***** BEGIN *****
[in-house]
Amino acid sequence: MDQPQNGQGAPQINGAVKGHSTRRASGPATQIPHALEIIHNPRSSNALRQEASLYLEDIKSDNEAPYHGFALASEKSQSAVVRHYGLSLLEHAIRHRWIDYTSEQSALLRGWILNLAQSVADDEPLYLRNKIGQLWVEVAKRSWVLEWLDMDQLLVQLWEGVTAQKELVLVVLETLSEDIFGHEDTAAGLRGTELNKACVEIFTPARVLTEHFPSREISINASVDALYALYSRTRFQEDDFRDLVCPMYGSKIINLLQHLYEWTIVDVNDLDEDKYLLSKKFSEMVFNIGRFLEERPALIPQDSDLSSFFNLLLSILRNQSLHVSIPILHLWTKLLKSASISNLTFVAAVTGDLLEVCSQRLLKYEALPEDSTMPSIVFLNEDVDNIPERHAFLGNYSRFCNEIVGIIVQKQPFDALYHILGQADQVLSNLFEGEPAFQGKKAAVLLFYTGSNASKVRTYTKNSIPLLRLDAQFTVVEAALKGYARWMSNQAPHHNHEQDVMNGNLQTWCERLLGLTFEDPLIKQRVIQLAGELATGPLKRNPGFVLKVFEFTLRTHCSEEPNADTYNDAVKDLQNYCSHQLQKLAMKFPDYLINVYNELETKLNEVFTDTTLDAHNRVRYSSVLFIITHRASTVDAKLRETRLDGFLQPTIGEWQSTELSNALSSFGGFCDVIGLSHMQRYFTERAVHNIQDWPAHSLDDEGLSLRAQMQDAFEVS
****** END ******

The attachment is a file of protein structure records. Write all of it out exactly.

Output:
[in-house]
Amino acid sequence: MDQPQNGQGAPQINGAVKGHSTRRASGPATQIPHALEIIHNPRSSNALRQEASLYLEDIKSDNEAPYHGFALASEKSQSAVVRHYGLSLLEHAIRHRWIDYTSEQSALLRGWILNLAQSVADDEPLYLRNKIGQLWVEVAKRSWVLEWLDMDQLLVQLWEGVTAQKELVLVVLETLSEDIFGHEDTAAGLRGTELNKACVEIFTPARVLTEHFPSREISINASVDALYALYSRTRFQEDDFRDLVCPMYGSKIINLLQHLYEWTIVDVNDLDEDKYLLSKKFSEMVFNIGRFLEERPALIPQDSDLSSFFNLLLSILRNQSLHVSIPILHLWTKLLKSASISNLTFVAAVTGDLLEVCSQRLLKYEALPEDSTMPSIVFLNEDVDNIPERHAFLGNYSRFCNEIVGIIVQKQPFDALYHILGQADQVLSNLFEGEPAFQGKKAAVLLFYTGSNASKVRTYTKNSIPLLRLDAQFTVVEAALKGYARWMSNQAPHHNHEQDVMNGNLQTWCERLLGLTFEDPLIKQRVIQLAGELATGPLKRNPGFVLKVFEFTLRTHCSEEPNADTYNDAVKDLQNYCSHQLQKLAMKFPDYLINVYNELETKLNEVFTDTTLDAHNRVRYSSVLFIITHRASTVDAKLRETRLDGFLQPTIGEWQSTELSNALSSFGGFCDVIGLSHMQRYFTERAVHNIQDWPAHSLDDEGLSLRAQMQDAFEVS